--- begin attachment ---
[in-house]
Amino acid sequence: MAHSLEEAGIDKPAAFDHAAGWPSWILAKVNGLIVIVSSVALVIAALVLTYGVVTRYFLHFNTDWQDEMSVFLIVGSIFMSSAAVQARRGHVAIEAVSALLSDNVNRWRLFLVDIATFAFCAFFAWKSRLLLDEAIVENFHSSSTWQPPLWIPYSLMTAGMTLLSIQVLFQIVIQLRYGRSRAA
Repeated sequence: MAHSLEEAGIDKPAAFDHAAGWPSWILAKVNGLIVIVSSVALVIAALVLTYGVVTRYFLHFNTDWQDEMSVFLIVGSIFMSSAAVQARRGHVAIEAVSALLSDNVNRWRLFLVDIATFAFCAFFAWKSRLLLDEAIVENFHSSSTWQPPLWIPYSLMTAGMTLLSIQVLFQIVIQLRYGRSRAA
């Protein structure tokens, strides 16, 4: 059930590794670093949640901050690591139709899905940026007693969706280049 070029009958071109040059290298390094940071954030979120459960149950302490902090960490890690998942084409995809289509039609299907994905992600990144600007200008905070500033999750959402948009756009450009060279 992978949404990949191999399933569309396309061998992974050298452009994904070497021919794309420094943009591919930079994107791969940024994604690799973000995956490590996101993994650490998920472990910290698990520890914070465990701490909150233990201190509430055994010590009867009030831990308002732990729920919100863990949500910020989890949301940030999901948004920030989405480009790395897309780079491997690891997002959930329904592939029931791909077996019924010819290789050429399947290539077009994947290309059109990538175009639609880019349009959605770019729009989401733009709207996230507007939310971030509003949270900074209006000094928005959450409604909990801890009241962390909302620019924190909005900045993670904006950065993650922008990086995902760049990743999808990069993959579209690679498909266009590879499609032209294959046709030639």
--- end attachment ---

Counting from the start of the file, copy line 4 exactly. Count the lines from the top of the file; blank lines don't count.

């Protein structure tokens, strides 16, 4: 059930590794670093949640901050690591139709899905940026007693969706280049 070029009958071109040059290298390094940071954030979120459960149950302490902090960490890690998942084409995809289509039609299907994905992600990144600007200008905070500033999750959402948009756009450009060279 992978949404990949191999399933569309396309061998992974050298452009994904070497021919794309420094943009591919930079994107791969940024994604690799973000995956490590996101993994650490998920472990910290698990520890914070465990701490909150233990201190509430055994010590009867009030831990308002732990729920919100863990949500910020989890949301940030999901948004920030989405480009790395897309780079491997690891997002959930329904592939029931791909077996019924010819290789050429399947290539077009994947290309059109990538175009639609880019349009959605770019729009989401733009709207996230507007939310971030509003949270900074209006000094928005959450409604909990801890009241962390909302620019924190909005900045993670904006950065993650922008990086995902760049990743999808990069993959579209690679498909266009590879499609032209294959046709030639």